Di yidishe gas (The Jewish Street), no. 1 (1993), Moscow. (YIVO)

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Vergelis, Arn

(1918–1999), Yiddish poet, novelist, and editor. Born in Lubar, Ukraine, Arn (or Aron) Vergelis received a secondary Yiddish education in Birobidzhan, where his family lived from 1932. He was noted as a local talent in 1934 when his poems began to appear in the newspaper Birobidzhaner shtern (Birobidzhan Star) and the almanac Forpost (Outpost). Upon graduating from a Yiddish school in 1936, he was sent to Moscow to continue his education at the Yiddish department of the Pedagogical Institute. Vergelis graduated in 1940—the same year in which his first book was published. That year, he also joined the Writers Union, and was drafted into the Russian army.

Vergelis served in the army until the end of World War II, when he returned to Moscow. In addition to heading the Yiddish radio program for audiences abroad, he became secretary of the Yiddish section of the Writers Union and joined the editorial board of the literary almanac Heymland (Homeland). After Vergelis published his book Birobidzhaner dor (Birobidzhan Generation; 1948), Shmuel Halkin praised him as a “full-blooded poet,” although Halkin found the “rational sobriety” of some of the poems puzzling. Following the suppression of Yiddish culture in the late 1940s, Vergelis briefly edited a Moscow factory newspaper.

Vergelis joined the Communist Party in 1955. His Russian book Zhazhda (Thirst; 1956) included translations of the works of 22 Yiddish poets. His cultural-political prominence was highlighted in 1959, when the publication of a collection of Sholem Aleichem’s stories, prefaced by Vergelis, marked a renewed acceptance of Yiddish literature. In his poem “Ekzotishe tayge” (Exotic Taiga; 1960), Vergelis presented himself as a product of Birobidzhan-based Soviet Jewish nation building—a muscular Jew from the Far Eastern frontier, rather than a weakling from a shtetl. He was appointed editor of the journal Sovetish heymland (Soviet Homeland) in 1961.

Apart from lyric poetry and numerous Yiddish translations of Russian poetry, Vergelis also wrote political verse. Thus, inspired by Yevgeny Yevtushenko’s poem “Nasledniki Stalina” (The Heirs of Stalin; 1962), Vergelis published his own anti-Stalinist poem, “Der onheyb un der sof” (The Beginning and the End; 1963), in Sovetish heymland. However, few connoisseurs appreciated him as a talented poet, translator, and editor. He was widely regarded as a diehard Stalinist and the embodiment of the anti-Jewish policy of the Soviet regime.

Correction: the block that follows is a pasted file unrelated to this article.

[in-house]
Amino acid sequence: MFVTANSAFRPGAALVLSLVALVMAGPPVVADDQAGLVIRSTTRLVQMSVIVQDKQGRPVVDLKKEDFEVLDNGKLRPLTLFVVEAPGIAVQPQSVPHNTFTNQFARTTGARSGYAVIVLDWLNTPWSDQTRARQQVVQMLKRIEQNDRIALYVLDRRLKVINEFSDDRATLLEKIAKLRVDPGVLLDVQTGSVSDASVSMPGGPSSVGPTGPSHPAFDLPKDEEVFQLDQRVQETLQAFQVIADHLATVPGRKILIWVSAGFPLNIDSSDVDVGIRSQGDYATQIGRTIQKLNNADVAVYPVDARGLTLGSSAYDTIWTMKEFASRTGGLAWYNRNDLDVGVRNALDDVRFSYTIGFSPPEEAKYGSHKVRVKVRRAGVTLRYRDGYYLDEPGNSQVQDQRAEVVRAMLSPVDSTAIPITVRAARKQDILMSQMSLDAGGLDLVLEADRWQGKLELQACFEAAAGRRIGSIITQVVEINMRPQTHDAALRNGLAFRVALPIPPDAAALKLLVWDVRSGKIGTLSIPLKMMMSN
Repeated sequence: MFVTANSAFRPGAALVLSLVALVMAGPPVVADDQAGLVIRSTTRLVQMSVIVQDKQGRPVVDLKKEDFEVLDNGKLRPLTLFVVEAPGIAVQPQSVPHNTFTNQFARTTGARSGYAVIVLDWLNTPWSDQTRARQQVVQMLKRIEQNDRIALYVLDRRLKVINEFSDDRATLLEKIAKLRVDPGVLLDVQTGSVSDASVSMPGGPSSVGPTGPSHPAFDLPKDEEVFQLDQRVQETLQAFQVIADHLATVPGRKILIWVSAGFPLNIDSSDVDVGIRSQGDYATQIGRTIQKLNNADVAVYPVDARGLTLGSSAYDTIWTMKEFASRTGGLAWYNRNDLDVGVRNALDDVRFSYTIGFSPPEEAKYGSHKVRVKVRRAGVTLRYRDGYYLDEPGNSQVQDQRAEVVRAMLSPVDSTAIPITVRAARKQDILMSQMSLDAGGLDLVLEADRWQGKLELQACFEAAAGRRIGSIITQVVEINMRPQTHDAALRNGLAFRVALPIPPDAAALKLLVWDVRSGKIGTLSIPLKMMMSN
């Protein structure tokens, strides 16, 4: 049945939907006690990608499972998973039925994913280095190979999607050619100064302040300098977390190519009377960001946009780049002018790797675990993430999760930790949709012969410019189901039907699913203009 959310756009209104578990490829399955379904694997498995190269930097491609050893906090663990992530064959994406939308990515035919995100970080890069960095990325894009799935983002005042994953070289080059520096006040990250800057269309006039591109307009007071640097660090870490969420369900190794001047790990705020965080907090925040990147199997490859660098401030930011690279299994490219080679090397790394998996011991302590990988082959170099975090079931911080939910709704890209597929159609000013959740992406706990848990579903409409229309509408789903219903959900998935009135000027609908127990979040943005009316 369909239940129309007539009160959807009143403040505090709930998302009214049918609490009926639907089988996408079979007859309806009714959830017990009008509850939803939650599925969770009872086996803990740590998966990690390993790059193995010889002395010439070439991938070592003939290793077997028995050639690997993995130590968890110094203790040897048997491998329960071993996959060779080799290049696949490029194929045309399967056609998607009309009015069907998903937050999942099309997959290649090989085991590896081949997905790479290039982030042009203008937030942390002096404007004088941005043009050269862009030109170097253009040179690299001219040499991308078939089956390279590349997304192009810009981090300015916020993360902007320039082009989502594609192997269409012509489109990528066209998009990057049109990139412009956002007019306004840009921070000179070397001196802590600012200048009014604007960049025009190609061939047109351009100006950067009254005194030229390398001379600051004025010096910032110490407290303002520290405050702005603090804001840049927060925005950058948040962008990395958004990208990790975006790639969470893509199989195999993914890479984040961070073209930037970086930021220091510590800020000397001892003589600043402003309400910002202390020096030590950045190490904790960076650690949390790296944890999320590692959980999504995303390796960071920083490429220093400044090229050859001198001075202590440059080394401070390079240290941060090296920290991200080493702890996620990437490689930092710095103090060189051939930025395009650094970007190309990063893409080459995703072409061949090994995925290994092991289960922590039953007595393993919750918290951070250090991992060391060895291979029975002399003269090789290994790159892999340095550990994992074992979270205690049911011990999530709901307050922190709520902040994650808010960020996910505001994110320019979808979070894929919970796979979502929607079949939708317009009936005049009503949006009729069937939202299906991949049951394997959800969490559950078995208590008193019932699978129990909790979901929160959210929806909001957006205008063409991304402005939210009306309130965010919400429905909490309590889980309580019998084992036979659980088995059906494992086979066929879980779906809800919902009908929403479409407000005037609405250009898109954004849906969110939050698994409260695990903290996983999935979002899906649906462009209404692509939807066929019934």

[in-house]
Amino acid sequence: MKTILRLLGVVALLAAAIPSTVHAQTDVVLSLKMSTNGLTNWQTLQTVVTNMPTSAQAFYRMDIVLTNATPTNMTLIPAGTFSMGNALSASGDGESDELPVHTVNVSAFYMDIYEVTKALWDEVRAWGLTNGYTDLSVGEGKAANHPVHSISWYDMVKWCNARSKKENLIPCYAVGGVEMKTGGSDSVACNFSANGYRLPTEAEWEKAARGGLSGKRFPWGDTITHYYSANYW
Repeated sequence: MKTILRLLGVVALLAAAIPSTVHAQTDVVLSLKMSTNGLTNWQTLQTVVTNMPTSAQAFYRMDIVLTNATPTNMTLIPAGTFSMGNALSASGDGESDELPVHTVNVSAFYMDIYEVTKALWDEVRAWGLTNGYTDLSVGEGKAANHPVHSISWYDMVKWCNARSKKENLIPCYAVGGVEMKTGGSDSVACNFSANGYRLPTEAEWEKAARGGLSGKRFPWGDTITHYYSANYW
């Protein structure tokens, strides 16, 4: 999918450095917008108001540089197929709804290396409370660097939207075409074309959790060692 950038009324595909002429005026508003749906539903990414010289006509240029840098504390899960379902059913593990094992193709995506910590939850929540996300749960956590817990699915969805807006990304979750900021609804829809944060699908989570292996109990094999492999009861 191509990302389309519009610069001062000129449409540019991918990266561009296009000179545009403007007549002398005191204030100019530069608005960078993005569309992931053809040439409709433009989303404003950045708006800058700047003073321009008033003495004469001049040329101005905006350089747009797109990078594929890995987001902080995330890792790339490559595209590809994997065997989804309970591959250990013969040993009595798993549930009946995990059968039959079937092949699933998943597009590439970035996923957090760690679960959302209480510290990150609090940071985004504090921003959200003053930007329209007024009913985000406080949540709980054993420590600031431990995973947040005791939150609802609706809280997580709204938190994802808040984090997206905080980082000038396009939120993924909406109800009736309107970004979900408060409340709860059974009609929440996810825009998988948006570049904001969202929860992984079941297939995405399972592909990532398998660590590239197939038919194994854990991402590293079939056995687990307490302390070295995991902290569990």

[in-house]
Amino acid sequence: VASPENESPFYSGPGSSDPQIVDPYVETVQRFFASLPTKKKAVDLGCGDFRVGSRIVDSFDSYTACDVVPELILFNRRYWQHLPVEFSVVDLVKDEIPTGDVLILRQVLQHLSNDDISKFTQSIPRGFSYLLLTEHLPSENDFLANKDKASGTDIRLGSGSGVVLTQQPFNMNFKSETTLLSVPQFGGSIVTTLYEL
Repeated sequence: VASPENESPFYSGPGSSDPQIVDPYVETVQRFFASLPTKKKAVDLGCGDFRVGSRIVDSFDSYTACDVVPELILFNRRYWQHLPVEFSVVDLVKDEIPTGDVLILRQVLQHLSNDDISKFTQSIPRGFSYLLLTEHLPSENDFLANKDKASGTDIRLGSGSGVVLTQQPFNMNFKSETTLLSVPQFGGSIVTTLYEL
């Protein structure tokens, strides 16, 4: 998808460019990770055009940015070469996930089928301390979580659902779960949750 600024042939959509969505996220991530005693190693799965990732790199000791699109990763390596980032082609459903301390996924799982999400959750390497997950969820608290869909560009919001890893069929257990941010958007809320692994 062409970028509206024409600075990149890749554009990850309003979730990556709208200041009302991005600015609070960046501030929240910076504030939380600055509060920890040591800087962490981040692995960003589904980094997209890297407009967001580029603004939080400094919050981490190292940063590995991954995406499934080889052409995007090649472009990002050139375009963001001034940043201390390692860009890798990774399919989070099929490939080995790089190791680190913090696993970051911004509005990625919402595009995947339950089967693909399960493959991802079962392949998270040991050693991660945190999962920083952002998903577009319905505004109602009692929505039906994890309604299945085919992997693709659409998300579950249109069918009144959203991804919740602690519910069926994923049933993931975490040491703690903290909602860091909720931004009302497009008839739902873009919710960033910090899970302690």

From 1970, Vergelis was actively involved in anti-Zionist campaigns in the Soviet media. He attracted particular hostility when émigré writers brought the image of Vergelis as an alleged KGB informer to the West. Inside the Soviet Union, Yiddish writers such as Yoysef Rabin and Rivke Rubin broke with Vergelis when he turned Sovetish heymland into an anti-Israel forum. Meanwhile, he was the sole editor in the post-Holocaust Yiddish literary world who seriously endeavored to foster young literati, including prose writer Boris Sandler and poet Lev Berinski.

On many occasions, Vergelis traveled abroad, where he argued that the Soviet Union remained the most fortunate place for Jewish life. He sought to capitalize on his international contacts, and aimed to create a structure resembling the pre-1948 one: an umbrella organization similar to the Jewish Anti-Fascist Committee, controlling Yiddish publications, education, and theater. Instead, however, the Kremlin in March 1982 formed the purely propagandist Anti-Zionist Committee of the Soviet Public, in which Vergelis did not play a leading role.

In his articles, Vergelis divided the whole of Yiddish literature into “progressive” and “anti-Soviet and reactionary.” He maintained that the aim of contemporary Yiddish literature was to present its Jewish heroes in the context of real life in society. He once boasted that his poems contained as much politics as the newspaper Pravda. At the same time, he devised plots that were contrived rather than realistic in his novels, Di tsayt (Time; 1981) and Der hiter ba di toyern (Guard at the Gate; 1987), both of which featured stilted characters in implausible situations.

Later in life, Vergelis was not keen to emphasize his Birobidzhan origins and never revisited the Soviet Jewish “national home,” although in his poem “A gezang tsu Birobidzhan” (A Birobidzhan Hymn; 1970) he vowed to “come again and again” to his Far Eastern homeland. He theorized about the Soviet “Jewish street,” populated by people whose identity was determined by ancestry rather than religious behavior. In his poem “Ver iz a yid” (Who Is a Jew), published as part of his 1976 collection of travelogues, he formulated his vision of modern Jewishness:

A Jew is the one who no longer wears tsitses

and does not know what a long caftan is.

We recognize him because of his manners

and his parentage preserved in him.

A Jew is the one who does not ask, “Who is a Jew?”

and is himself organically Jewish.

After 1991, when Yiddishism formed a basis for cooperation between Vergelis and his former ideological opponents, he renamed his journal Di yidishe gas (The Jewish Street) and stubbornly produced it until the end of his life.

Suggested Reading

Gennady Estraikh, “Aron Vergelis: The Perfect Jewish Homo Sovieticus,” East European Jewish Affairs 27.2 (1997): 3–20.